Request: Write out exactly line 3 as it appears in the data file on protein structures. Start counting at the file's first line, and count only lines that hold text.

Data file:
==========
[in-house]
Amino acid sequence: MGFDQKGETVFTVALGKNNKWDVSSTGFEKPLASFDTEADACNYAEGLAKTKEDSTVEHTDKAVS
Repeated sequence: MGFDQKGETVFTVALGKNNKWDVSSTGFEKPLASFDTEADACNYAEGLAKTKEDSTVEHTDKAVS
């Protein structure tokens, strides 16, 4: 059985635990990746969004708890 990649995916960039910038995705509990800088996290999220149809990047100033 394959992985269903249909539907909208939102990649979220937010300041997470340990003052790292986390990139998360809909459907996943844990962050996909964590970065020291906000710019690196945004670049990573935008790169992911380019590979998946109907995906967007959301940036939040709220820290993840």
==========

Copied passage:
Repeated sequence: MGFDQKGETVFTVALGKNNKWDVSSTGFEKPLASFDTEADACNYAEGLAKTKEDSTVEHTDKAVS